The temperature experienced by an aluminum alloy product during artificial aging may vary from a preselected temperature depending on the furnace employed, the position of the product within the furnace and the like. In addition, while an artificial aging process may call for a single step practice (constant temperature for a period of time) or a multiple step practice of heating the aluminum alloy product to one distinct temperature and holding the temperature constant for a period of time before changing to another temperature for another period of time, there can be a significant time period associated with heating up or cooling down to the specified temperatures. During that heat up or cool down time period, the product is exposed to thermal treatment, albeit of a varying temperature, which also may impact the properties of the alloy.

It is known that the precipitation hardening which occurs during aging involves different mechanisms of interaction of dislocations passing through the metal with respect to different sizes of the precipitates present. Dislocations tend to shear through small precipitates, while they loop around (bypass) large precipitates. The final properties of the alloy (e.g. strength) after aging are determined at least in part by these two mechanisms (shear and bypass) of interaction with moving dislocations. These competing mechanisms are accounted for in the mathematical model of the present invention.

In the present invention, the strength (σ) of an aluminum alloy product (e.g. longitudinal tensile yield strength) may be represented by a normalized strength X which varies as a function of time (t) and temperature (T) and where X ( t , T ) = σ - σ w σ p - σ w = X s - β X b
where β is a constant for each alloy composition. The subscripts herein refer to the following aspects:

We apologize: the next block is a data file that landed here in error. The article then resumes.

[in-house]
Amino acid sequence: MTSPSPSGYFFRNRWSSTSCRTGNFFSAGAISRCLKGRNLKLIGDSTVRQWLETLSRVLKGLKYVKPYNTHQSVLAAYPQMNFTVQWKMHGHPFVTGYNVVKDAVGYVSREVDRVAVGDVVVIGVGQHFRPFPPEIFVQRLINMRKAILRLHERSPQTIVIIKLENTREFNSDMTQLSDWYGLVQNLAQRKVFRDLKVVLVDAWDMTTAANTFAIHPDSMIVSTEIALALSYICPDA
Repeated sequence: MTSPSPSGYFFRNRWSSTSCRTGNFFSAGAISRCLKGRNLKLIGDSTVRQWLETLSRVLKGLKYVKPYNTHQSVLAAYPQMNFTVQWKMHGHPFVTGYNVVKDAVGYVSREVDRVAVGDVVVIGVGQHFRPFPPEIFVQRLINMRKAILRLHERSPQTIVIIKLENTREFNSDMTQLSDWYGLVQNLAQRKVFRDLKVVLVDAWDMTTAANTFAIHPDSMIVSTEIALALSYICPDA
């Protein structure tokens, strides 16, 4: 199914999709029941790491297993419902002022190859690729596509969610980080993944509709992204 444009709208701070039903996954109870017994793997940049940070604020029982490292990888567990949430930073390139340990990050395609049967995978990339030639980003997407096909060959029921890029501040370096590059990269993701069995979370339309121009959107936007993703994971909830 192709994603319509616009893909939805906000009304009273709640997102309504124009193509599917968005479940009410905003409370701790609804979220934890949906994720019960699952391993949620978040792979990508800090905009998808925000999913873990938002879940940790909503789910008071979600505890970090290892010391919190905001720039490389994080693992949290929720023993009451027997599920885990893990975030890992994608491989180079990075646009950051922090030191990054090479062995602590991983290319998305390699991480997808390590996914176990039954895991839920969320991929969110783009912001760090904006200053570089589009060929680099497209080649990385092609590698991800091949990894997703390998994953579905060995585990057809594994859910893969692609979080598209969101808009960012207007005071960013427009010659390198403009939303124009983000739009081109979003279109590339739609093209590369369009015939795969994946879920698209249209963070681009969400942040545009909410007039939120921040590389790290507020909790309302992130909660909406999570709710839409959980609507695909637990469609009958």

• s=shear mode of interaction of precipitates
    • b=bypass mode of interaction of precipitates
    • p=theoretical peak
    • w=W-temper
    • ∞=theoretical minimum value at infinite aging

The W-temper strength of the product to undergo artificial aging is σw and is measured prior to artificial aging. The maximum attainable strength σp is the theoretical peak strength for the alloy product, and the minimum strength σ is achieved at theoretical infinite aging. These maximum and minimum strengths, σp and σ, are constants determined for each particular alloy composition. The total normalized strength X theoretically ranges from 0 to 1 and includes two variables, Xs (normalized strength from shear mode) and Xb (normalized strength from bypass mode).

The actual strength σ begins at an initial value of σw. During aging, σ typically reaches a maximum value that may approach σp and then falls off during overaging. The relationship of σ as a function of time (t) is shown in FIG. 2 for one aging practice. FIG. 3 shows the same data as in FIG. 2 transformed to the normalized strength X as a function of time (t).

The shear component of normalized strength, Xs, may be expressed as: X s = σ s - σ w σ p - σ w

The bypass component of normalized strength, Xb is as follows: X b = σ s - σ σ p - σ

It should be appreciated by reference to FIG. 3 that for the overaged portion of the curve, Xs approaches unity or
X=1−βX b.

When Xs approaches unity, the relationship between tensile yield strength and time is as shown in FIG. 1 for the prior art correlated strength curve. Not only is the prior art correlated curve inaccurate for the underaged portion of the curve (to the left of peak strength), but in the beginning of the overaged portion of the curve (to the right of peak strength), there is a perceptible difference (shown by the hatched region in FIG. 1) between the strength calculated based on conventional practice of focusing only on the overaged state and the actual strength as well as the strength calculated according to the present invention. In contrast, the present invention accounts for the thermal effects prior to the overage conditions for the product by including both evolving variables Xs and Xb.

The constant β may be calculated for a particular alloy composition according to the following equation: β = σ p - σ σ p - σ w